Who US, what sanctions?

By conducting nuclear tests, India was only asserting its sovereignty. Now, if it gives in to US pressure tactics, it will tantamount to begging forgiveness for a wrong it never committed

Published: Sunday 31 January 1999

-- (Credit:   pradip saha / cse) the United States seeks to punish those with whom it does not agree. Perhaps, this is democracy, North American style. The idea of sanctions is thus ingrained in its diplomatic discourse, though experience shows it mostly does not pay off. When India chose to declare last May that it could blast its own nuclear weapons, the us expectedly slapped economic sanctions. There was no surprise about this, given the us track record. (What some Europeans and the Japanese did is irrelevant, for they only play the follow-the-leader game, and would undoubtedly end their sanctions the minute Washington does.)

But most people missed the fine print, and were surprised when on November 19, five months after economic sanctions were imposed, the us government announced it was placing a ban on 208 Indian "entities". Really speaking, this ban is no more than an elaboration of Washington's post-Pokhran sanctions on June 12. Under it, the us would not export to these "entities" which include 30 public sector undertakings, nine private companies and, the remainder, a range of government departments, university faculties and academic institutions of excellence. The extent of the exports is not significant here, for all these institutions look to multiple sources anywhere, including the us . Thus, it is the symbolism which is relevant.

The ban is punishment for allegedly contributing, directly or indirectly, to the Indian nuclear and missile programmes. The selection of "entities" is at once naive and demonic. It includes electrical and construction majors like Godrej, Larsen & Toubro and Crompton Greaves, and internationally-respected scientific institutions like the Indian Institute of Science in Bangalore and the Bhabha Atomic Research Centre, Mumbai. Perhaps the legendary Aryabhatta, whose contribution to mathematics and astronomy is monumental, escaped by a whisker only because bureaucrats in the us Bureau of Exports Administration ( bea ) had not done their homework. It appears that the us had made up its mind to hit at the cream of India's civilian academic and corporate institutions so that they may not forget the lesson in a hurry. This amounts to no less than calculatedly targeting India's pride.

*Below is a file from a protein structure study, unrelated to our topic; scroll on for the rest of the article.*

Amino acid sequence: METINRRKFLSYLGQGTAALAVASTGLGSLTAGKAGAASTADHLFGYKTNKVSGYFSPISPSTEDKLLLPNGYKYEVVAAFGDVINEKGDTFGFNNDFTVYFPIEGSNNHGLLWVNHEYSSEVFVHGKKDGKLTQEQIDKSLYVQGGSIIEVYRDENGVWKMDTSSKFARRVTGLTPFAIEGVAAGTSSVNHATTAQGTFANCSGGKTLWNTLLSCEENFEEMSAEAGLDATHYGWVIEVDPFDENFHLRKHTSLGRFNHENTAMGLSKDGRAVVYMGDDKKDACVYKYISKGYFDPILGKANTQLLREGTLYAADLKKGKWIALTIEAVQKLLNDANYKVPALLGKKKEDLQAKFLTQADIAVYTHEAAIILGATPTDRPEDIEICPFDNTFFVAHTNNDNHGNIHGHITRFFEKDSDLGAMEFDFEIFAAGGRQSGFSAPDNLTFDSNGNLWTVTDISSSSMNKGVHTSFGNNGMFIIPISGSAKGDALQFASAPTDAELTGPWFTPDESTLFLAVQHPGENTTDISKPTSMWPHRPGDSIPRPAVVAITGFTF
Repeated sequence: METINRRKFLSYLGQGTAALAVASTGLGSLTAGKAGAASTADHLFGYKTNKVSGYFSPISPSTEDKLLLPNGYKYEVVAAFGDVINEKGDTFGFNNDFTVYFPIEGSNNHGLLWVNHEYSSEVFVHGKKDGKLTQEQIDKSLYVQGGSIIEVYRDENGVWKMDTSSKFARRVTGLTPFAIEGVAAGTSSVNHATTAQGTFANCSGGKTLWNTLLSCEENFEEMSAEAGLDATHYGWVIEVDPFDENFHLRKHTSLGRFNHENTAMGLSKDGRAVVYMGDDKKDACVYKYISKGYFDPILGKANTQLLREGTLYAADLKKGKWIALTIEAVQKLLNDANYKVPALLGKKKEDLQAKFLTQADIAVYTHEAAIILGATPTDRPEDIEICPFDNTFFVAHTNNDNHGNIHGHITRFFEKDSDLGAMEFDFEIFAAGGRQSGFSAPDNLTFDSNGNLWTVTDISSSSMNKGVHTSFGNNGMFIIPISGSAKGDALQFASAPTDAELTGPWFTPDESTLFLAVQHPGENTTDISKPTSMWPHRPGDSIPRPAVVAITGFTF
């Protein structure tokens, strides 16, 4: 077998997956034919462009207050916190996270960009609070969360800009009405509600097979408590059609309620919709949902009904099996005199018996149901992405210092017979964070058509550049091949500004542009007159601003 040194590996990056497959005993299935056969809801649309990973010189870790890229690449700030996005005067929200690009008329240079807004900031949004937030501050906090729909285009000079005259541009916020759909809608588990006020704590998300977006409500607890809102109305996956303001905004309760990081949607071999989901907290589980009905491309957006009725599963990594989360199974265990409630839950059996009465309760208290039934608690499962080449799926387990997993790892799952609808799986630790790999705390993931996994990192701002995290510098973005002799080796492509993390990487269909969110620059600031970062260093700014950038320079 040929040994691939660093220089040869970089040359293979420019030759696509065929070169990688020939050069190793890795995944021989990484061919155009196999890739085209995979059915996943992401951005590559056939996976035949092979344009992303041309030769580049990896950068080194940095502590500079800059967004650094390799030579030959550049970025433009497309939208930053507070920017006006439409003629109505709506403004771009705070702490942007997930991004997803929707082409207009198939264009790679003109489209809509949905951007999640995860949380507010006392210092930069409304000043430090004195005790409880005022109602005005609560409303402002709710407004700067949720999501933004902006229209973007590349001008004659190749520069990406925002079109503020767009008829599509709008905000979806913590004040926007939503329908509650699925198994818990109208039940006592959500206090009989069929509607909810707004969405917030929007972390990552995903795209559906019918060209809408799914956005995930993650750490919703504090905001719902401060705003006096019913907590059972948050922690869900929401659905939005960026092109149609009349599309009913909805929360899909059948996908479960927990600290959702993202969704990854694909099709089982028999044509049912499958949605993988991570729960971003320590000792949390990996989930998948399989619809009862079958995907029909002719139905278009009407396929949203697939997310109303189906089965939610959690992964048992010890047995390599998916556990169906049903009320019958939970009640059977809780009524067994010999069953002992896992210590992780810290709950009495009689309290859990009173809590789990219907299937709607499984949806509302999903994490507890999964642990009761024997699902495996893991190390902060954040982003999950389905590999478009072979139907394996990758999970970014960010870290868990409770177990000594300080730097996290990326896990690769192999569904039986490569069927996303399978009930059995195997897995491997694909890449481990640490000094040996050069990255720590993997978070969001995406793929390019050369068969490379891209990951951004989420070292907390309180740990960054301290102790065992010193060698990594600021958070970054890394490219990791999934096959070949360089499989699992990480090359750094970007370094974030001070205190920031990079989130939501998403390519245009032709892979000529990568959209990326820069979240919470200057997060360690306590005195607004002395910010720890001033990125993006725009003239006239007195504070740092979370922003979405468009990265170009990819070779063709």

Why these organisations have been singled out is wholly unclear. Equally unclear, of course, is why have scores of other institutions of learning, especially those given to the mathematical and natural sciences, been left out. After all, the defence capability of a country -- nuclear weapons and missiles are irrelevant -- reflects the sum total of the economy and the knowledge base of that country, if the capability is indigenous and not borrowed or stolen as in the case with some states politically close to the West. The us ' own terrifying arsenals have depended heavily over the years on advances in the civilian sector. It is not to be expected that in any society the needs of security would routinely seek to appropriate any and all advances in learning available within the system, whatever the source. But, by no stretch of imagination does a civilian organisation become a de facto defence establishment if fruits of its labours find military utility or application.

Besides, who has decreed that a state must not engage in nuclear research? Indeed, one of the objectives outlined in the nuclear Non-Proliferation Treaty is to promote nuclear research for peaceful purposes. The us " permits" this luxury only to its allies, and imposes all kinds of conditions -- pertaining to inspections -- on the pursuit of knowledge in the nuclear field as though it was its gift to do so. Whose permission did the us take when it fabricated its nuclear power and weapons industry. Who inspects its nuclear installations? Possibly, it is a case of the divine right of kings. Morals do not have much to do with it. Nor does defence of democracy or freedom, as is sometimes self-servingly claimed by us apologists. Increasingly, with less and less conviction.
India has rightly rejected us sanctimony and gone its own way in May. Quite correctly, it made no argument against sanctions. That would have amounted to seeking forgiveness for a wrong done, when what India did was no more than assert its sovereignty. Now it must not buckle under, and make representations to the us administration for lifting the ban on its "entities". The ban is supposed to come in to effect from January 19. Until then, technically, it does not apply. If the Indian government proves weak-kneed, it would be going back on the very logic of self-assertion, and would be akin to begging mercy.

(The author is a well-known journalist)

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